The record was not “clear that respondent’s depression first manifested after the prior tenant died.” Although the SSI benefits began after the prior tenant died, “the earliest month that SSA pays benefits is the month following the month an applicant files an application for benefits,…, not necessarily the month in which the disability started.”

Thus, the court found that the respondent’s allegation that he suffers from depression and his supporting documentation raised issues of fact as to whether he is disabled. Accordingly, the court denied the landlord’s motion for summary judgment with respect to the respondent’s succession defense.

Roc-Jane Street v. Riffon, 67873/2015, NYLJ 1202778035284, at *1 (Civ., NY, Decided Jan. 25, 2017), Stoller, J.

Landlord-Tenant—Chronic Rent Delinquency -Six Year Statute of Limitations Does Not Bar Court From Considering Cases That Were More Than Six Years Old—However, Petition Dismissed Because There Had Not Been a Nonpayment Proceeding Commenced In the Prior Six Years and Therefore, Landlord Failed to Establish a “Continuous Pattern”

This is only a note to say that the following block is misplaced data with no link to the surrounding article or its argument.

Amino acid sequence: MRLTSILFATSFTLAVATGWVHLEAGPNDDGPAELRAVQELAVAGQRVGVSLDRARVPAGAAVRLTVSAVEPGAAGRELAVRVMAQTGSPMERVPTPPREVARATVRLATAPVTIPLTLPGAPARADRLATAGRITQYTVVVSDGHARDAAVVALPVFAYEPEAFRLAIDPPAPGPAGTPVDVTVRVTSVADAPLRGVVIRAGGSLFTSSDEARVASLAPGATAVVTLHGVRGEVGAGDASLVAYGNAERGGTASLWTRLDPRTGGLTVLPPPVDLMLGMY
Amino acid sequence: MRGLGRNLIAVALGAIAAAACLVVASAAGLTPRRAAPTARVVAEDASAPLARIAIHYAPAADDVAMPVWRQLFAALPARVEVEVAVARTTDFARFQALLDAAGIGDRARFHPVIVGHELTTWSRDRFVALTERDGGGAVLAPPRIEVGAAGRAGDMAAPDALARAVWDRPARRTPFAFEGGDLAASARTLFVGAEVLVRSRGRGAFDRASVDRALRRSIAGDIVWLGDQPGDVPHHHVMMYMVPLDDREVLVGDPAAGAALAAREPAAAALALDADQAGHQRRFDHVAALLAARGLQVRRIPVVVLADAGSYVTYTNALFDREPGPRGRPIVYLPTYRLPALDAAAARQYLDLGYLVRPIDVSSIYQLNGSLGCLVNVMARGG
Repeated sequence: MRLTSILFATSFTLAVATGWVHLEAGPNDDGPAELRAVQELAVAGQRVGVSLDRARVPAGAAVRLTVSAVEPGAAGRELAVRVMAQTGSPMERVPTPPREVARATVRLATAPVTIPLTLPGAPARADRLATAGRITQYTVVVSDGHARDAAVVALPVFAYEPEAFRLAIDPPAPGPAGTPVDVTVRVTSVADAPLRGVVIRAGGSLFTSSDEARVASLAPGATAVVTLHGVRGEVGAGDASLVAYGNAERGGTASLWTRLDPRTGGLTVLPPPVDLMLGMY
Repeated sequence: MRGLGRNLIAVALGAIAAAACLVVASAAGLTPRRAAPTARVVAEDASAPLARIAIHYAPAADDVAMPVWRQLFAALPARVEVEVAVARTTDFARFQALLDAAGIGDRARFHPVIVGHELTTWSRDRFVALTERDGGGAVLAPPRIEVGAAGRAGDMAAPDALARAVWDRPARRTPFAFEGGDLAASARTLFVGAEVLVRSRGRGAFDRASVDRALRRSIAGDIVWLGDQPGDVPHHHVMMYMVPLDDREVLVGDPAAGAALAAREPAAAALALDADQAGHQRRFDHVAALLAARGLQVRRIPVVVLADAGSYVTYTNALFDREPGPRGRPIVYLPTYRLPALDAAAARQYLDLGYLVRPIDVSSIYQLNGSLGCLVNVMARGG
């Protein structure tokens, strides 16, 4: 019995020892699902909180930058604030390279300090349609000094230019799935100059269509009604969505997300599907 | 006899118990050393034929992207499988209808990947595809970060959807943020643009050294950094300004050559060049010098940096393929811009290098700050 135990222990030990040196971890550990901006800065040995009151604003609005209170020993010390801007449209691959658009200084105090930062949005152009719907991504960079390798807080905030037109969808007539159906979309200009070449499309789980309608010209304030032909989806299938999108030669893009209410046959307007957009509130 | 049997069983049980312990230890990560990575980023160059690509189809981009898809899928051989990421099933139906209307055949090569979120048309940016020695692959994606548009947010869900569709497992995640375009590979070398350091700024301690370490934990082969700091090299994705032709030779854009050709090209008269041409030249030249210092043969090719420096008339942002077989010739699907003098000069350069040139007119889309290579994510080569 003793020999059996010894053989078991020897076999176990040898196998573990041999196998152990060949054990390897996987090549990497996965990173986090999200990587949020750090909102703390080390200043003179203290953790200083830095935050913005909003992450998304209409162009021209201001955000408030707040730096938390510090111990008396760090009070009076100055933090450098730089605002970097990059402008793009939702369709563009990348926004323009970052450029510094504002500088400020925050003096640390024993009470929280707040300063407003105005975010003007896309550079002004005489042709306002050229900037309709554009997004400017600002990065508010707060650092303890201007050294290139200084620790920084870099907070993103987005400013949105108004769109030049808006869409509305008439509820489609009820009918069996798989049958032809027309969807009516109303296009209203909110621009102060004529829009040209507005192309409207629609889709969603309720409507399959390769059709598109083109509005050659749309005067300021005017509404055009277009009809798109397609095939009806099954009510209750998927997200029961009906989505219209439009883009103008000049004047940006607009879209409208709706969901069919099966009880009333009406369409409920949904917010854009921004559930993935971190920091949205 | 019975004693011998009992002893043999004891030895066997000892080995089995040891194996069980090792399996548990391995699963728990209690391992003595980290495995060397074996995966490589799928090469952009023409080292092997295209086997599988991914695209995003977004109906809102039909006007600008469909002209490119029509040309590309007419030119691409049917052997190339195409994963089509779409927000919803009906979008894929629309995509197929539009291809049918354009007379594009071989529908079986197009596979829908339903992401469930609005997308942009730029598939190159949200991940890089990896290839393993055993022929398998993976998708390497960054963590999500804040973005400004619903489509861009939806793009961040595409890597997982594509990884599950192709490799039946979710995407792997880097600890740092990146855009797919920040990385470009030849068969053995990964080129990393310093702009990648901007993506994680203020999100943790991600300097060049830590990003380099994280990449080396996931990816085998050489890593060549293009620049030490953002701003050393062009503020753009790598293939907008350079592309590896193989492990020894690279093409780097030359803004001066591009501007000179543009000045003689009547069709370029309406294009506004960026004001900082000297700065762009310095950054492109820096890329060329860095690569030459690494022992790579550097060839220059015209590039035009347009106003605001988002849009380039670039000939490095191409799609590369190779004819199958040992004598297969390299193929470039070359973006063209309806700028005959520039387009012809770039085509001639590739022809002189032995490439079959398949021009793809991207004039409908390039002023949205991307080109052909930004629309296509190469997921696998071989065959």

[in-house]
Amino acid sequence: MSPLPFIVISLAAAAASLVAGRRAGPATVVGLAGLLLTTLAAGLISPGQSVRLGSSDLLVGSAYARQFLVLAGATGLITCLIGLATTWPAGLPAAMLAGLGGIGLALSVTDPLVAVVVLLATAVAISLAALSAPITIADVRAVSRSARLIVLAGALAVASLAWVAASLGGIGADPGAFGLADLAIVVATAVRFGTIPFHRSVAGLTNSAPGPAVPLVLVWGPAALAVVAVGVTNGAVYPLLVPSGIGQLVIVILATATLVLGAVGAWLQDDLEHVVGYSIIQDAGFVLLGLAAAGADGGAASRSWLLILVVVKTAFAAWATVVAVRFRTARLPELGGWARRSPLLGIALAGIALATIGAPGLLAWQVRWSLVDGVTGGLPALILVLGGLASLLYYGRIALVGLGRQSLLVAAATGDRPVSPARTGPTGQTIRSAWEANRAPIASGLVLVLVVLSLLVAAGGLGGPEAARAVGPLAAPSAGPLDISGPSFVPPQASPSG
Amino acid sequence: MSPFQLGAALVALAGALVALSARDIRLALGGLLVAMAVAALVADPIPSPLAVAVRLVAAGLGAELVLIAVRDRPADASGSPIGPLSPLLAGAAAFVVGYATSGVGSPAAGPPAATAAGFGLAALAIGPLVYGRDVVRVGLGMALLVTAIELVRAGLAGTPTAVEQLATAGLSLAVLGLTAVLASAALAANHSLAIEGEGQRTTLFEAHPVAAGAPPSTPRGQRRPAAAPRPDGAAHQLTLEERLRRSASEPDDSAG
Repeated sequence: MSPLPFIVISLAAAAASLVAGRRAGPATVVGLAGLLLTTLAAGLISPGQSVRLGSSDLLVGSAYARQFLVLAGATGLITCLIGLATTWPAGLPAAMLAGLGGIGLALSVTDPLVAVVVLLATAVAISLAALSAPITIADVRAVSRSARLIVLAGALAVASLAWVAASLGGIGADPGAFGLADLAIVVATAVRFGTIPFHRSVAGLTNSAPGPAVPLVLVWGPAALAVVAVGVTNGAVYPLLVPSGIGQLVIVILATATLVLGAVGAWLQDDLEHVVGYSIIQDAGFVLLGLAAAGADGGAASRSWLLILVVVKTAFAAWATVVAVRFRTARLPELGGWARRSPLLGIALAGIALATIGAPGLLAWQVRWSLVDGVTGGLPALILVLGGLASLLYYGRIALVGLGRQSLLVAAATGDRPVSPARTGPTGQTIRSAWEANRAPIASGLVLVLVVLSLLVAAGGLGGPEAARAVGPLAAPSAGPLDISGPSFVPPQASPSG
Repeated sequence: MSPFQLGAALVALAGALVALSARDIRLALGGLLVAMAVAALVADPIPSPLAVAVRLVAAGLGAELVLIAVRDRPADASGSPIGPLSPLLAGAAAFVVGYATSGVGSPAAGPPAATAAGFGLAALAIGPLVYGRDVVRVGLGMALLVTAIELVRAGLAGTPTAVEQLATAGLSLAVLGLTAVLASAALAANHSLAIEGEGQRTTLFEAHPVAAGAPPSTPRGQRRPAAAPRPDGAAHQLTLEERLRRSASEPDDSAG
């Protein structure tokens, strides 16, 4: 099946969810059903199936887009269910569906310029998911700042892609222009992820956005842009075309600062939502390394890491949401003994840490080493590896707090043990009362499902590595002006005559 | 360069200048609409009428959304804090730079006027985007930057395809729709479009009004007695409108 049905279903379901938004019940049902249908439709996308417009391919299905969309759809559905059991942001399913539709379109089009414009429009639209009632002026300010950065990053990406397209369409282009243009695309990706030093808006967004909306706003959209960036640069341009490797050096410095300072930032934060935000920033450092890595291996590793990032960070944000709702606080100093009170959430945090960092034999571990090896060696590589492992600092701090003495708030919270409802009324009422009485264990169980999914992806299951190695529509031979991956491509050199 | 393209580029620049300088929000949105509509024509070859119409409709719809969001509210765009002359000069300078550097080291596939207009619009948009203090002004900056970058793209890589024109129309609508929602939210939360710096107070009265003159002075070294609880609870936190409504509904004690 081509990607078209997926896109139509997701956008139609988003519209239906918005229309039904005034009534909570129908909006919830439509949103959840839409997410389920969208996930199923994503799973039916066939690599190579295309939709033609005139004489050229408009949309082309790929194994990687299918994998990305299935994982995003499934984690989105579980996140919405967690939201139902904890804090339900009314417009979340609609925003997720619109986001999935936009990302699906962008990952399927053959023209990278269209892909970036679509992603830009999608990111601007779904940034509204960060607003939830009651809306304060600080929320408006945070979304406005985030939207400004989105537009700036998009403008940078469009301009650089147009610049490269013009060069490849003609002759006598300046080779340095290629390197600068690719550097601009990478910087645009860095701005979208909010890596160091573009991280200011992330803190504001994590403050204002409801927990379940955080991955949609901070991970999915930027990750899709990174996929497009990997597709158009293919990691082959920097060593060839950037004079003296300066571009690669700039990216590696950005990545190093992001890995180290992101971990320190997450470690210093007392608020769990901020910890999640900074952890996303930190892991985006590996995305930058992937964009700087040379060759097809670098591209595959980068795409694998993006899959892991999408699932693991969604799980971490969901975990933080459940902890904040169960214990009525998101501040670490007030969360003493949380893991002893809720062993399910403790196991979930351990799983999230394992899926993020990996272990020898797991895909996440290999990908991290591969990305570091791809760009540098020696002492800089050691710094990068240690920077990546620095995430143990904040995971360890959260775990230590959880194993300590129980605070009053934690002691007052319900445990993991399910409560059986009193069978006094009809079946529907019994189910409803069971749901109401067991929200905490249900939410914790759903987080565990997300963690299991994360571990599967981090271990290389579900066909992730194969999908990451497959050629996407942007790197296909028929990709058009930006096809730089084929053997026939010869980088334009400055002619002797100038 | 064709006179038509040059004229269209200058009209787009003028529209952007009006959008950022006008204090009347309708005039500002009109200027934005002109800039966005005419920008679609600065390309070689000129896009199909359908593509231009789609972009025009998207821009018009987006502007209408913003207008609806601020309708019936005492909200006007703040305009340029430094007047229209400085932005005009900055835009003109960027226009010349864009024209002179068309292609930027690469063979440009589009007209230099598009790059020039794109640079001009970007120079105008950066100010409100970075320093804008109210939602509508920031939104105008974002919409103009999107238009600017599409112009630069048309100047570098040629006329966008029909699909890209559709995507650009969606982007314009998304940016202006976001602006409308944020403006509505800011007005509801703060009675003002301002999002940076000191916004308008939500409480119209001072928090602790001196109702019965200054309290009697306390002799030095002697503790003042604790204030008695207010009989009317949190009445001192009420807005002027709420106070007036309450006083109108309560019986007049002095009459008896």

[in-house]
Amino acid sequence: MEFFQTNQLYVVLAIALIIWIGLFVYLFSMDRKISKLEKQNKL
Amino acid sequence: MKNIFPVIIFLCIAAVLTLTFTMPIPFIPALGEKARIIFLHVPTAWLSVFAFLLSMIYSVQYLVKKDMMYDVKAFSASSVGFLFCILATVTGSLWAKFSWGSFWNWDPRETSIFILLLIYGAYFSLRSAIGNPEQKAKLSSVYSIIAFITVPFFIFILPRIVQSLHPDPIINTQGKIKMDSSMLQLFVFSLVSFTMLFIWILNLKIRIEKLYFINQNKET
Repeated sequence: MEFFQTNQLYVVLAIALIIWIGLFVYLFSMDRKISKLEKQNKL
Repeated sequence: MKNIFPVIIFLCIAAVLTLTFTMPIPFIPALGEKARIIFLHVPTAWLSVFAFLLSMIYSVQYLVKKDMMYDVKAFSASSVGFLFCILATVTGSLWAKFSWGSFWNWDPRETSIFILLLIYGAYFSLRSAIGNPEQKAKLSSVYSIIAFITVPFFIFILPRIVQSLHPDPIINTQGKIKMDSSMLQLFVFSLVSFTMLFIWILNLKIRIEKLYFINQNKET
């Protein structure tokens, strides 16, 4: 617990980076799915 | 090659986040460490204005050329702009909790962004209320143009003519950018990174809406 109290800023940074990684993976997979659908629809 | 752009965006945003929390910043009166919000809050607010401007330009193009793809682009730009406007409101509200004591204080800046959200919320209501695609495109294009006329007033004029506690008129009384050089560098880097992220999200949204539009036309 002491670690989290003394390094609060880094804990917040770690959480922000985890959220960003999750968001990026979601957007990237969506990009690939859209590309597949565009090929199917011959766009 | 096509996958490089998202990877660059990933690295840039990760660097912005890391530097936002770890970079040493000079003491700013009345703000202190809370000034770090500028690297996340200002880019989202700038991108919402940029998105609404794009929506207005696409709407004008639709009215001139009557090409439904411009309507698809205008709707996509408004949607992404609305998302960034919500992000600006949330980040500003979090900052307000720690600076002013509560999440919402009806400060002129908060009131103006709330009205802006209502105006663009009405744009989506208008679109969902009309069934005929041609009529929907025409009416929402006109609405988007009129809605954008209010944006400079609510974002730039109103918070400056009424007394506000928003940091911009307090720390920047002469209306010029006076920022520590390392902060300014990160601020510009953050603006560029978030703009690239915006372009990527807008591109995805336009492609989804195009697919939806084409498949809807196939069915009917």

A landlord commenced a holdover eviction proceeding, alleging that a tenant violated “a substantial obligation of his rent-stabilized lease by being ‘frequently late…causing the landlord to institute numerous non-payment of rent summary proceedings….’” A notice of termination cited 14 nonpayment proceedings which had been commenced against the tenant between 2000 and 2015. The tenant asserted that the petition failed to state a cause of action for chronic rent delinquency and failed to state a cause of action based upon the six-year statute of limitations (SOL). The tenant moved for summary judgment.

To succeed on a claim for chronic rent delinquency, “a landlord must establish it was required to commence frequent nonpayment proceedings against a tenant in a relatively short period of time demonstrating a pattern.” The tenant contended that the six-year SOL for actions based on contract “bars the consideration of any nonpayment proceeding commenced more than six years prior to the filing of the holdover petition, and that because thirteen of the fourteen cases are over six years old and barred, this case should be dismissed.” The landlord countered that the SOL is a defense and “it is not a rule of evidence which would prevent the trier of fact from considering evidence, including cases older than six years.”

The court explained that “the six-year [SOL] does not automatically prevent consideration of cases more than six years old.” When considering chronic nonpayment holdover claims, courts will consider “the pattern of a landlord commencing repeated nonpayment proceedings. If a pattern of repeated nonpayment proceedings is continuous, there could be an argument that earlier cases, even cases over six years old could be part of a continuum with later cases.”